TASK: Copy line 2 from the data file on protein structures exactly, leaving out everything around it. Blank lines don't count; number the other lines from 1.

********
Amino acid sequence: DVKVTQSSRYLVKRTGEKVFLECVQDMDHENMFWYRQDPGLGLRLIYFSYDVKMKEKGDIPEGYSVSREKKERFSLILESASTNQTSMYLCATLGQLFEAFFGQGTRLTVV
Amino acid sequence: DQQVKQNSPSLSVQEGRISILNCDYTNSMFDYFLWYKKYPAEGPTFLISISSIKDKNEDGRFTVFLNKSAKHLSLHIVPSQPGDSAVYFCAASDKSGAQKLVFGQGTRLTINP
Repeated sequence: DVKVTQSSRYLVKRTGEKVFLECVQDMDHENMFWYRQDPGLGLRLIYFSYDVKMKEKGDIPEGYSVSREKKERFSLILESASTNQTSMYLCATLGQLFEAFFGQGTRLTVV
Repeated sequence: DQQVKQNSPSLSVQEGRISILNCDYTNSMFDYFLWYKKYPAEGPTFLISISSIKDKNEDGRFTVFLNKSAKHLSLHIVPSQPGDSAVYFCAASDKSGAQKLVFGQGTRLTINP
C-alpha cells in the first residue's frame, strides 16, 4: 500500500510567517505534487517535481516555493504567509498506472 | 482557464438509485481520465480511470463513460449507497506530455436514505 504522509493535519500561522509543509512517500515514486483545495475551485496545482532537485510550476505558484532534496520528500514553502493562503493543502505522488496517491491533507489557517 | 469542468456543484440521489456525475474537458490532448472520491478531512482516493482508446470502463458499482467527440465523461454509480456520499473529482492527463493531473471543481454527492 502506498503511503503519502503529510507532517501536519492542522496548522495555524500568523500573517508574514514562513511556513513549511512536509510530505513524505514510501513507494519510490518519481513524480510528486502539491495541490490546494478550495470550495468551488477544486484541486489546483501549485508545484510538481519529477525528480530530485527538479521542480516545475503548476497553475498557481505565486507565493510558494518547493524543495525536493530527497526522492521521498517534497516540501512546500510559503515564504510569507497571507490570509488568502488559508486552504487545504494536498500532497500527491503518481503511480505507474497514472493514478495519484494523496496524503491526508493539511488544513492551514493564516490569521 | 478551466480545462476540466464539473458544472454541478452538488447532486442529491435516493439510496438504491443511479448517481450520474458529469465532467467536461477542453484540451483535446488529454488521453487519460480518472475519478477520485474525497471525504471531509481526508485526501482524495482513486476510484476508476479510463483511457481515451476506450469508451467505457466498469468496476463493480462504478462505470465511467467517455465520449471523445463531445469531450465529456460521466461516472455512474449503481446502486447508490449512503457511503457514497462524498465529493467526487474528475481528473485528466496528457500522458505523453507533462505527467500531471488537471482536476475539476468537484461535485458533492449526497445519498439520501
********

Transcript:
Amino acid sequence: DQQVKQNSPSLSVQEGRISILNCDYTNSMFDYFLWYKKYPAEGPTFLISISSIKDKNEDGRFTVFLNKSAKHLSLHIVPSQPGDSAVYFCAASDKSGAQKLVFGQGTRLTINP